Truffle and Pistachio Sausage
- 2 pounds ground pork shoulder, 20 to 25 percent fat (sometimes called Boston Butt)
- 1/4 cup dry, fruity white wine
- 1 teaspoon finely chopped garlic
- 1 teaspoon freshly ground black pepper
- 1 tablespoon Morton Tender Quick Curing Salt, see note
- 1/3 cup shelled, unsalted pistachios
- 1/4 cup coarsely chopped black truffle, optional
Put the ground pork into a large bowl. Add the wine, garlic, pepper, curing salt, pistachios, and truffles, if using. Mix well with your hands. Divide the mixture in half. Form and press each half into a sausage about 8-inches long and 2-inches in diameter. Take care to press the mixture firmly enough to eliminate air bubbles, which would result in unsightly holes in the sausages. Wrap individually in plastic wrap, twisting the ends to enclose the sausages, and then roll each of them in aluminum foil, twisting the ends of the foil. Refrigerate for at least 3 days to cure. (Freeze 1 of the sausages, if desired, and thaw it slowly in the refrigerator before cooking.)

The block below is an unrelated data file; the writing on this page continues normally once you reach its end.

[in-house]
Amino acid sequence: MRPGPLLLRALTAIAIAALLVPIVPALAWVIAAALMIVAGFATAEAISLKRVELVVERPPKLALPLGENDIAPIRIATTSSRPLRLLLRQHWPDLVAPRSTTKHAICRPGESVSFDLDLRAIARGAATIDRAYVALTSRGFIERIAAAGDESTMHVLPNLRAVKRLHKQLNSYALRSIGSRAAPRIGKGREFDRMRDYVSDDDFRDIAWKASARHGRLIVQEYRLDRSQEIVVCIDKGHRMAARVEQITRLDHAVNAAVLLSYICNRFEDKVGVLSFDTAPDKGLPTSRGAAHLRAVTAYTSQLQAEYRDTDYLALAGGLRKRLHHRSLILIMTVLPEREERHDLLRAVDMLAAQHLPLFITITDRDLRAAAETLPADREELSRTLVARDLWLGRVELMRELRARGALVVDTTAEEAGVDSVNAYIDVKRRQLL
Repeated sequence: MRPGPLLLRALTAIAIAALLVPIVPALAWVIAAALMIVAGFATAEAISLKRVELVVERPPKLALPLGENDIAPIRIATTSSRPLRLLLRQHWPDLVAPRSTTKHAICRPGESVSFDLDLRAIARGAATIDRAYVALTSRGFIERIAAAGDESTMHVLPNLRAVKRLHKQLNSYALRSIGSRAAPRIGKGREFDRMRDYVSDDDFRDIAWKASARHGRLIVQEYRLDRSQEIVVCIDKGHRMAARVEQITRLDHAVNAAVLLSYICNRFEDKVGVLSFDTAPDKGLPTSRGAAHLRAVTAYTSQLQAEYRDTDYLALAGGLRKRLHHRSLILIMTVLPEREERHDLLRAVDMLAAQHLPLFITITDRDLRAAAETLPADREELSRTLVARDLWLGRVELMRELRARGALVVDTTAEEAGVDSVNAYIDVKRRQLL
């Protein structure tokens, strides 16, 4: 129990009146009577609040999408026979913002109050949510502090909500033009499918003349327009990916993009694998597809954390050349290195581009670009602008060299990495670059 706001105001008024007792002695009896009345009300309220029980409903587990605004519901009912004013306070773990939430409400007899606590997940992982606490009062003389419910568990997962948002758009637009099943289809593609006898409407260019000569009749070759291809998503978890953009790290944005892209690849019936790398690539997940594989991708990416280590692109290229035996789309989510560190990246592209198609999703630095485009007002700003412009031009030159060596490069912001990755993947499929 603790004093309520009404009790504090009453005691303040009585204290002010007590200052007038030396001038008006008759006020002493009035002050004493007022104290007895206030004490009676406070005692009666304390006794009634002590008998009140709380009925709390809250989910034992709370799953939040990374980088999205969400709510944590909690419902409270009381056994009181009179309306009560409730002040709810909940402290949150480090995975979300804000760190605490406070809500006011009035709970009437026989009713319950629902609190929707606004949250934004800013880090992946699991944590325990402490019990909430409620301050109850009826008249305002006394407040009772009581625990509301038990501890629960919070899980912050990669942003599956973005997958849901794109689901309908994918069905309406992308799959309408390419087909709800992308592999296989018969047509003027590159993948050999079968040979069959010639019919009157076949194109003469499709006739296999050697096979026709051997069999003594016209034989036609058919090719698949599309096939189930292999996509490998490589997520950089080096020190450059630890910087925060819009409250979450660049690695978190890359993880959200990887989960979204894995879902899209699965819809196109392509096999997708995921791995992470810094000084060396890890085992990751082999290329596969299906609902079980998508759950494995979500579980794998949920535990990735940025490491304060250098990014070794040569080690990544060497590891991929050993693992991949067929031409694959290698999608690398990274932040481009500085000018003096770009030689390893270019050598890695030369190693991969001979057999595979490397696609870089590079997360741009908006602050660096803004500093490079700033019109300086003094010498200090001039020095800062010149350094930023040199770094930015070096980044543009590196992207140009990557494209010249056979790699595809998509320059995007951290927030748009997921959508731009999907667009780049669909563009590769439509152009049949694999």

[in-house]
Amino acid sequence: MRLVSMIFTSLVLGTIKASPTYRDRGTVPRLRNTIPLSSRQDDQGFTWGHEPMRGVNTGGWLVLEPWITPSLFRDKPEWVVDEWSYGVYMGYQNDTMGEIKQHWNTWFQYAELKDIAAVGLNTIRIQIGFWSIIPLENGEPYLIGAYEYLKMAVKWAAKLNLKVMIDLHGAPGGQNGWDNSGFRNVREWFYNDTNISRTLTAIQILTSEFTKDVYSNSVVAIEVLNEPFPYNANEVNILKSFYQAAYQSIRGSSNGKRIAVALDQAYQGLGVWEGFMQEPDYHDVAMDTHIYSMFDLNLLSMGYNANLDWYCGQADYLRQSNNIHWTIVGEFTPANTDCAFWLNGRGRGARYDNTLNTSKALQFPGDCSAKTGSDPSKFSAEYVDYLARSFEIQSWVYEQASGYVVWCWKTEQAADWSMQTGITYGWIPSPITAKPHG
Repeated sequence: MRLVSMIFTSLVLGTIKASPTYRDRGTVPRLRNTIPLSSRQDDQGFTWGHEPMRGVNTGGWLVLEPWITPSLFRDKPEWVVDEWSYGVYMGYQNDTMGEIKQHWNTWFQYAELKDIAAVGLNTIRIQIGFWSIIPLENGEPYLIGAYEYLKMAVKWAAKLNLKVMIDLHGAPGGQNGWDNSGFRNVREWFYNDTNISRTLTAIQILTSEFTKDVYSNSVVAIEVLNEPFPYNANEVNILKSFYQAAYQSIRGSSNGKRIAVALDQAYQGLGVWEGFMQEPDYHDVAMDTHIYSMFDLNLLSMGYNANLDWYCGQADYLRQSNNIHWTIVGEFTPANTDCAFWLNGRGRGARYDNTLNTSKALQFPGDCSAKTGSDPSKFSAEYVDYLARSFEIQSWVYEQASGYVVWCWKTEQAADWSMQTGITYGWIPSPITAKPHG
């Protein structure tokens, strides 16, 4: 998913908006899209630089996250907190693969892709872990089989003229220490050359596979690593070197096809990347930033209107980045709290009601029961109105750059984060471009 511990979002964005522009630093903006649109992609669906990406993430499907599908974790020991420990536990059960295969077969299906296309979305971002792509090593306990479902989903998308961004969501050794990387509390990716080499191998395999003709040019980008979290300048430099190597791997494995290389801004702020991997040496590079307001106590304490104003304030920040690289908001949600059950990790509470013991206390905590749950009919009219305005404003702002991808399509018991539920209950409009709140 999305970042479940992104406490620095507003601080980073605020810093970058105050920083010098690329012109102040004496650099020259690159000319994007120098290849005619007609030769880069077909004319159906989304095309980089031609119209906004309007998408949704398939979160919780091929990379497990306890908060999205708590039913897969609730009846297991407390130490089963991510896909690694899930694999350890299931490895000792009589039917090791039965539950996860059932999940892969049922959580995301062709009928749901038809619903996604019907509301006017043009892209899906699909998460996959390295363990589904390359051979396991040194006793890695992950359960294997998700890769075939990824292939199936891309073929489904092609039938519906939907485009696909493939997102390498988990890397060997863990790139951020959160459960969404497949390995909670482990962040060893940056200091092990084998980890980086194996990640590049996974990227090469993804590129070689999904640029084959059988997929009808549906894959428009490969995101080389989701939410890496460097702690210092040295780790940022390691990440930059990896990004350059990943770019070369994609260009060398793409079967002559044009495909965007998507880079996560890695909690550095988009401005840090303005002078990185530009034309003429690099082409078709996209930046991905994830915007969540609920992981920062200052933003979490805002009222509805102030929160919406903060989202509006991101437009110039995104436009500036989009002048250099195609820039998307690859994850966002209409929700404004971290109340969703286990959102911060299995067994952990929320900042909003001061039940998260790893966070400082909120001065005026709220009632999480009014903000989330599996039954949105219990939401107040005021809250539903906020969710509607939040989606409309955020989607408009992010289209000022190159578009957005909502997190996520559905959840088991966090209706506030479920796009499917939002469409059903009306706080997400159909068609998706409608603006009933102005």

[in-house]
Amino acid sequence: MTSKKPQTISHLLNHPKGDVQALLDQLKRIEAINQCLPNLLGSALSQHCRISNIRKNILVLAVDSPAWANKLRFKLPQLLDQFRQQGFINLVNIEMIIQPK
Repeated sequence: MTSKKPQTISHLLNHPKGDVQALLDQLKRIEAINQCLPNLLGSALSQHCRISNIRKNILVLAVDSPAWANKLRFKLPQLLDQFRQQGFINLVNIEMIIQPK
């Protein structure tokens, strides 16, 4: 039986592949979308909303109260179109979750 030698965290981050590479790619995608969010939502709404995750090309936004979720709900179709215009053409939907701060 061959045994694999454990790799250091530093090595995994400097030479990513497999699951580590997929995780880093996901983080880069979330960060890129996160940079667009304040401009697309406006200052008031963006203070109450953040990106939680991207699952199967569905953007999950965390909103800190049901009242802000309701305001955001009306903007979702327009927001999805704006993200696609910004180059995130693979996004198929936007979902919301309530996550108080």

The very important part of poaching these sausages is to do it at a low temperature for a long time. This makes a big difference in the taste and juiciness of the meat. Bring a pot of water to between 150 and 160 degrees F. Lower the wrapped sausages into the pot, and place a heavy lid that is a little smaller than the top of the pot on top of the sausages to weigh them down in the pot and keep them immersed in the water. Cook in the same temperature range, checking the pot occasionally, for about 1 hour, or until the internal temperature of the sausages is close to the same temperature as the water, about 150 degrees F. To keep warm, let the sausages sit in the 150 to 160 degrees F water until serving time.
Note: Morton Tender Quick Curing Salt is a curing agent composed of 99 percent salt, 1/2 percent sodium nitrate, and 1/2 percent sodium nitrite. If you use regular salt the sausages will be fine to eat but will be gray in color rather than the appealing pink color achieved with the curing agent.
Recipe courtesy Jacques Pepin